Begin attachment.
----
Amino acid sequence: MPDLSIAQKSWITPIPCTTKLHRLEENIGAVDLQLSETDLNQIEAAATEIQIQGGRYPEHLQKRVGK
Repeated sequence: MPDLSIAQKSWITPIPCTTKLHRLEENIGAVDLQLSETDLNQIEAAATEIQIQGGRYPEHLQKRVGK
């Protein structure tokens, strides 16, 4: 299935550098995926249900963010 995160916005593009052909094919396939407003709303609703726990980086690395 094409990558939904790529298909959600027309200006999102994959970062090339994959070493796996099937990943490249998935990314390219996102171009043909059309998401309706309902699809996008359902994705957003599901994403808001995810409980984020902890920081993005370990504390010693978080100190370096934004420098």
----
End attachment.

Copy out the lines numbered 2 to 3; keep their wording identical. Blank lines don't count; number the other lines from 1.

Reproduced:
Repeated sequence: MPDLSIAQKSWITPIPCTTKLHRLEENIGAVDLQLSETDLNQIEAAATEIQIQGGRYPEHLQKRVGK
């Protein structure tokens, strides 16, 4: 299935550098995926249900963010 995160916005593009052909094919396939407003709303609703726990980086690395 094409990558939904790529298909959600027309200006999102994959970062090339994959070493796996099937990943490249998935990314390219996102171009043909059309998401309706309902699809996008359902994705957003599901994403808001995810409980984020902890920081993005370990504390010693978080100190370096934004420098």